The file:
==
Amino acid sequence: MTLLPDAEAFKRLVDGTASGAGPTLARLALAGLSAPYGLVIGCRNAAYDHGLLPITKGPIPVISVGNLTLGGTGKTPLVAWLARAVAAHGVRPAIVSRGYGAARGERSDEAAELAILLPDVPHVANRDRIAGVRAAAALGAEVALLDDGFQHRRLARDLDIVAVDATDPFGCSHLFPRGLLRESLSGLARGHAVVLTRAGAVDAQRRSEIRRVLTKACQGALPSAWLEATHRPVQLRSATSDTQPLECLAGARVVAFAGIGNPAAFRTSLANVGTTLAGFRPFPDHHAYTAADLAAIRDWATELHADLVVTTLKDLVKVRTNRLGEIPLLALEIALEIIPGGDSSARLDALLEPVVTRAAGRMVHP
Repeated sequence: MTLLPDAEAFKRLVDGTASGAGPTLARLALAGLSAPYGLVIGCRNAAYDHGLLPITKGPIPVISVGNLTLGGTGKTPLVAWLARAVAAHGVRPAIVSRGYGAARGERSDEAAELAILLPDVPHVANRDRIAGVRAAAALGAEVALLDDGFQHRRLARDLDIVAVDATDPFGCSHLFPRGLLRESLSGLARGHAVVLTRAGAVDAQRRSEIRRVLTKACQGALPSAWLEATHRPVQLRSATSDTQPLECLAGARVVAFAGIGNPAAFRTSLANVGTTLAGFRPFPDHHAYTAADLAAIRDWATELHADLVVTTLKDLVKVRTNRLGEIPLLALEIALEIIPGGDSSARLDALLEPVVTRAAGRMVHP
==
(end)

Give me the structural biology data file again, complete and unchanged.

Amino acid sequence: MTLLPDAEAFKRLVDGTASGAGPTLARLALAGLSAPYGLVIGCRNAAYDHGLLPITKGPIPVISVGNLTLGGTGKTPLVAWLARAVAAHGVRPAIVSRGYGAARGERSDEAAELAILLPDVPHVANRDRIAGVRAAAALGAEVALLDDGFQHRRLARDLDIVAVDATDPFGCSHLFPRGLLRESLSGLARGHAVVLTRAGAVDAQRRSEIRRVLTKACQGALPSAWLEATHRPVQLRSATSDTQPLECLAGARVVAFAGIGNPAAFRTSLANVGTTLAGFRPFPDHHAYTAADLAAIRDWATELHADLVVTTLKDLVKVRTNRLGEIPLLALEIALEIIPGGDSSARLDALLEPVVTRAAGRMVHP
Repeated sequence: MTLLPDAEAFKRLVDGTASGAGPTLARLALAGLSAPYGLVIGCRNAAYDHGLLPITKGPIPVISVGNLTLGGTGKTPLVAWLARAVAAHGVRPAIVSRGYGAARGERSDEAAELAILLPDVPHVANRDRIAGVRAAAALGAEVALLDDGFQHRRLARDLDIVAVDATDPFGCSHLFPRGLLRESLSGLARGHAVVLTRAGAVDAQRRSEIRRVLTKACQGALPSAWLEATHRPVQLRSATSDTQPLECLAGARVVAFAGIGNPAAFRTSLANVGTTLAGFRPFPDHHAYTAADLAAIRDWATELHADLVVTTLKDLVKVRTNRLGEIPLLALEIALEIIPGGDSSARLDALLEPVVTRAAGRMVHP